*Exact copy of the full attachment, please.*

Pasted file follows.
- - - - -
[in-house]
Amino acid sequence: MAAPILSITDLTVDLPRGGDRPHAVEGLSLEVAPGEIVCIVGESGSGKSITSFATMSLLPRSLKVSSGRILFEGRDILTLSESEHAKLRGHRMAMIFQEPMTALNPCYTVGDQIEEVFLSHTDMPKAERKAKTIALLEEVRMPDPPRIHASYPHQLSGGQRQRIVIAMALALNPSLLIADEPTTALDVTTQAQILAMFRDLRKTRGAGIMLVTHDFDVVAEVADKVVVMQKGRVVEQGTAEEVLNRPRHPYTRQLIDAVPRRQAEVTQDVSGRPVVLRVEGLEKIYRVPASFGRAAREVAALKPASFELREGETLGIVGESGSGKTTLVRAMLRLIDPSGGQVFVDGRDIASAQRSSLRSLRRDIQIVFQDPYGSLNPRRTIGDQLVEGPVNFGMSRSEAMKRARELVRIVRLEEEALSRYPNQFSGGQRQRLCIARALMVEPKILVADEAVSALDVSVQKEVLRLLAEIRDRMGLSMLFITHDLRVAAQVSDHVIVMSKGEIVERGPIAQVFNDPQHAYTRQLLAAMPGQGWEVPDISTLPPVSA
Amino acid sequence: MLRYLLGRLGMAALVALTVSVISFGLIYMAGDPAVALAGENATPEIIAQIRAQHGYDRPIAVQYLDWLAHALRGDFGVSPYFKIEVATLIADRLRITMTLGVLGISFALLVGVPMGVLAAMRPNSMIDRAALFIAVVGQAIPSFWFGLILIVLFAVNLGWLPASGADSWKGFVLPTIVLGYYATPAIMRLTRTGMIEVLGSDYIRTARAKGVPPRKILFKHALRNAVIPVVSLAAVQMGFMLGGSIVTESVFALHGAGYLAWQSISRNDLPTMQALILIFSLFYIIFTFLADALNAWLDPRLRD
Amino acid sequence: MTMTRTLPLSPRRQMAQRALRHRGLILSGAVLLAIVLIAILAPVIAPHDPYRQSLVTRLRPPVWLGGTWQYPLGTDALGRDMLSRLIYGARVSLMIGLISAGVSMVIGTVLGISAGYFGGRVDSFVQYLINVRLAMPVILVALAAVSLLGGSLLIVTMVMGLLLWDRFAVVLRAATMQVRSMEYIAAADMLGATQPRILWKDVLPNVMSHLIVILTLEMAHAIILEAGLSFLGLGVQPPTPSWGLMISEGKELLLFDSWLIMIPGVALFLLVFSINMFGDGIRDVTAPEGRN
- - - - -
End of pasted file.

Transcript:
[in-house]
Amino acid sequence: MAAPILSITDLTVDLPRGGDRPHAVEGLSLEVAPGEIVCIVGESGSGKSITSFATMSLLPRSLKVSSGRILFEGRDILTLSESEHAKLRGHRMAMIFQEPMTALNPCYTVGDQIEEVFLSHTDMPKAERKAKTIALLEEVRMPDPPRIHASYPHQLSGGQRQRIVIAMALALNPSLLIADEPTTALDVTTQAQILAMFRDLRKTRGAGIMLVTHDFDVVAEVADKVVVMQKGRVVEQGTAEEVLNRPRHPYTRQLIDAVPRRQAEVTQDVSGRPVVLRVEGLEKIYRVPASFGRAAREVAALKPASFELREGETLGIVGESGSGKTTLVRAMLRLIDPSGGQVFVDGRDIASAQRSSLRSLRRDIQIVFQDPYGSLNPRRTIGDQLVEGPVNFGMSRSEAMKRARELVRIVRLEEEALSRYPNQFSGGQRQRLCIARALMVEPKILVADEAVSALDVSVQKEVLRLLAEIRDRMGLSMLFITHDLRVAAQVSDHVIVMSKGEIVERGPIAQVFNDPQHAYTRQLLAAMPGQGWEVPDISTLPPVSA
Amino acid sequence: MLRYLLGRLGMAALVALTVSVISFGLIYMAGDPAVALAGENATPEIIAQIRAQHGYDRPIAVQYLDWLAHALRGDFGVSPYFKIEVATLIADRLRITMTLGVLGISFALLVGVPMGVLAAMRPNSMIDRAALFIAVVGQAIPSFWFGLILIVLFAVNLGWLPASGADSWKGFVLPTIVLGYYATPAIMRLTRTGMIEVLGSDYIRTARAKGVPPRKILFKHALRNAVIPVVSLAAVQMGFMLGGSIVTESVFALHGAGYLAWQSISRNDLPTMQALILIFSLFYIIFTFLADALNAWLDPRLRD
Amino acid sequence: MTMTRTLPLSPRRQMAQRALRHRGLILSGAVLLAIVLIAILAPVIAPHDPYRQSLVTRLRPPVWLGGTWQYPLGTDALGRDMLSRLIYGARVSLMIGLISAGVSMVIGTVLGISAGYFGGRVDSFVQYLINVRLAMPVILVALAAVSLLGGSLLIVTMVMGLLLWDRFAVVLRAATMQVRSMEYIAAADMLGATQPRILWKDVLPNVMSHLIVILTLEMAHAIILEAGLSFLGLGVQPPTPSWGLMISEGKELLLFDSWLIMIPGVALFLLVFSINMFGDGIRDVTAPEGRN